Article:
In view of the position we take on this matter a modification of the District Court decree will be necessary. The decree will be vacated and the case remanded to the District Court with directions to enter a decree limiting the injunction against the defendant to intrastate transactions in Pennsylvania, and for further proceedings not inconsistent with this opinion.
Act of June 5, 1935, P.L. 266, as amended June 12, 1941, P.L. 128, 73 Purdon's Pa.Stat. Ann. §§ 7 and 8
Defendant was "permanently enjoined and restrained from committing further acts of unfair competition in relation to Fair Trade marked products of plaintiff, Sunbeam Corporation, and from violating said plaintiff's fair trade agreements * * *." In the course of its opinion the District Court states, "that trademark must be kept inviolate whether the sale is intrastate or interstate." Sunbeam Corp. v. Wentling, D.C.M.D.Pa. 1950, 91 F.Supp. 81, 86
The advertisements of which defendant complains appeared in two nationally circulated magazines, The American Rifleman and Field and Stream, and in the November 28, 1948, issue of the Boston Sunday Advertiser
Lentheric, Inc., v. F. W. Woolworth Co., 1940, 338 Pa. 523, 13 A.2d 12
Welch Grape Juice Co. v. Frankford Grocery Co., 1939, 36 Pa.Dist. & Co. 653
Since the Seagram case the acts have been held unconstitutional in only one state, Liquor Stores, Inc., v. Continental Distilling Corp., Fla.1949, 40 So.2d 371. For a list of cases in which the various acts have been passed upon see 2 CCH-Trade Reg. Service § 7128
26 Stat. 209 (1937), 15 U.S.C.A. § 1
In Schwegmann Brothers v. Calvert Distillers Corp., 5 Cir., 1950, 184 F.2d 11, 15, the court states that the Miller-Tydings amendment "neither authorizes nor prohibits state legislation. * * * It is concerned with, and only with, the Sherman Act, legislation by Congress affecting interstate commerce."
Whitfield v. State of Ohio, supra, 297 U. S. at page 437, 56 S.Ct. at page 534
To the extent that Blumenstock Bros. Advertising Agency v. Curtis Publishing Co., 1920, 252 U.S. 436, 40 S.Ct. 385, 64 L.Ed. 649, can be construed as holding to the contrary we think it is no longer authoritative in the light of more recent cases. United States v. South-Eastern Underwriters Ass'n, 1944, 322 U.S. 533, 64 S.Ct. 1162, 88 L.Ed. 1440; North American Co. v. Securities and Exchange Comm., 1946, 327 U.S. 686, 66 S.Ct. 785, 90 L.Ed. 945. Cf. Indiana Farmers Guide Co. v. Prairie Farmers Pub. Co., 1934, 293 U.S. 268, 55 S.Ct. 182, 79 L.Ed. 356; Charles A. Ramsay Co. v. Associated Bill Posters of United States and Canada, 1923, 260 U.S. 501, 43 S.Ct. 167, 67 L.Ed. 368; Post Printing & Pub. Co. v. Brewster, D.C.Kan.1917, 246 F. 321; State v. Salt Lake Tribune Pub. Co., 1926, 68 Utah 187, 249 P. 474, 48 A.L.R. 553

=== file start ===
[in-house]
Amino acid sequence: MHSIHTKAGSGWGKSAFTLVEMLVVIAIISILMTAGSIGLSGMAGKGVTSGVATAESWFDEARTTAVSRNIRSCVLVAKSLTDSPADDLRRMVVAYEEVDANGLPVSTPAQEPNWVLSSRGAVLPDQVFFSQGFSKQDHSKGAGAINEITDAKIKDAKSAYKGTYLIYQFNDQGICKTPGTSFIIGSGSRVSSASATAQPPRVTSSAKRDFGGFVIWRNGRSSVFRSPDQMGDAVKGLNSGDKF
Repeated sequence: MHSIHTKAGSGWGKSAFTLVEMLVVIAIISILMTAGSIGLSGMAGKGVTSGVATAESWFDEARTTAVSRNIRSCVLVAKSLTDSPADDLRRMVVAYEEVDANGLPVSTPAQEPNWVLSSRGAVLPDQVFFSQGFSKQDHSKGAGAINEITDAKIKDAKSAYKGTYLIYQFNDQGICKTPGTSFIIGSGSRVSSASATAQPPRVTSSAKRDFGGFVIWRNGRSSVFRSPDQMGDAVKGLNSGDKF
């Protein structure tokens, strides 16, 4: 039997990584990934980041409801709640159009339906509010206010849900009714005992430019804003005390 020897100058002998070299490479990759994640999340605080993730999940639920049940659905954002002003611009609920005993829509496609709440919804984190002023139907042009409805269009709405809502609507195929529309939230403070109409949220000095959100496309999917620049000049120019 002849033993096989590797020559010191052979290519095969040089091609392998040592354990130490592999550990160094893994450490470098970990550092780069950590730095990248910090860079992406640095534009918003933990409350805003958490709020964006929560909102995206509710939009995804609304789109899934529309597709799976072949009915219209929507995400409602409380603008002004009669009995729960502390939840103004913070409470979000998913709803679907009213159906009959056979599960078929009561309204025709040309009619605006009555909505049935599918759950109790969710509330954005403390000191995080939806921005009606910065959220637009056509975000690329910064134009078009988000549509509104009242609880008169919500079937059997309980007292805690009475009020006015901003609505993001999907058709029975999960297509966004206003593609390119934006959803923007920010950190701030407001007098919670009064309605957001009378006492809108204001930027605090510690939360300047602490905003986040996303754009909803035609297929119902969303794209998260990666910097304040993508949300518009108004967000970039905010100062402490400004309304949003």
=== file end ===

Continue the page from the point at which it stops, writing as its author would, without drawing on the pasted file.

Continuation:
Uniform Sales Act § 19, Rule 5. Act of May 19, 1915, P.L. 543 § 19, 69 Purdon's Pa.Stat.Ann. § 143. Since defendant pays the cost of transportation, including insurance against loss, the presumption is that the "sale" takes place outside Pennsylvania as to out-of-state customers
Bowman v. Chicago & N. W. Ry. Co., 1888, 125 U.S. 465, 8 S.Ct. 689, 31 L.Ed. 700. The Webb-Kenyon Act, 37 Stat. 699 (1913), 27 U.S.C.A. § 122, now prohibits the interstate transportation of intoxicants into any state for use thereof in violation of its laws. It was upheld in Clark Distilling Company v. Western Maryland Railroad Co., 1917, 242 U.S. 311, 37 S.Ct. 180, 61 L.Ed. 326. See McGovney, The Webb-Kenyon Act and Beyond, 3 Iowa L.Bulletin, 145 (1917)
Leisy v. Hardin, 1890, 135 U.S. 100, 10 S.Ct. 681, 34 L.Ed. 128. As to intoxicating liquor the rules were changed by the Wilson Act, 26 Stat. 313 (1890), 27 U.S.C.A. § 121 which authorized the states to prohibit the resale of liquor. This Act was said to deprive intoxicating liquor of its interstate commerce character
H. P. Hood & Sons v. DuMond, 1949, 336 U.S. 525, 69 S.Ct. 657, 93 L.Ed. 865; Baldwin v. G. A. F. Seelig, Inc., 1935, 294 U.S. 511, 55 S.Ct. 497, 79 L.Ed. 1032; Com. of Pennsylvania v. State of West Virginia, 1923, 262 U.S. 553, 43 S.Ct. 658, 67 L.Ed. 1117
Rottschaefer, The Constitution and Socio-Economic Change, 102 (1948). The same idea was forcibly stated by Mr. Justice Jackson thus, "The material success that has come to inhabitants of the states which make up this federal free trade unit has been the most impressive in the history of commerce, but the established interdependence of the states only emphasizes the necessity of protecting interstate movement of goods against local burdens and repressions." H. P. Hood & Sons v. DuMond, 1949, 336 U.S. 525, 538, 69 S.Ct. 665
For an excellent and up-to-date discussion of this problem see Dowling, Constitutional Law, Significant Developments in the Law During the War Years, 9 (Practising Law Institute Series, 1948)
The Acts of 30 states authorize a minimum price, whereas the others provide for an absolute price; in 24 states a person other than the owner of the trademark may establish the price, in 21 any other person may not; in 29 states obliteration of the trademark exempts the commodity from the Act, in 13 it does not. For a compilation of these and other variations see 2 CCH-Trade Reg. Service §§ 7011-13
Johnson & Johnson v. Weissbard, 1937, 121 N.J.Eq. 585, 586, 191 A. 873. For a general discussion of the problem and a conclusion similar to that reached here, see 2 CCH-Trade Reg. Service § 7308
See Kovacs v. Cooper, 1949, 336 U.S. 77, 85, 69 S.Ct. 448, 93 L.Ed. 513; Alabama State Federation of Labor v. McAdory, 1945, 325 U.S. 450, 470, 65 S.Ct. 1384, 89 L.Ed. 1725; Arizona Employers' Liability Cases, 1919, 250 U.S. 400, 430, 39 S.Ct. 553, 63 L.Ed. 1058; United States v. Weisenbloom, 2 Cir., 1949, 168 F.2d 698, 700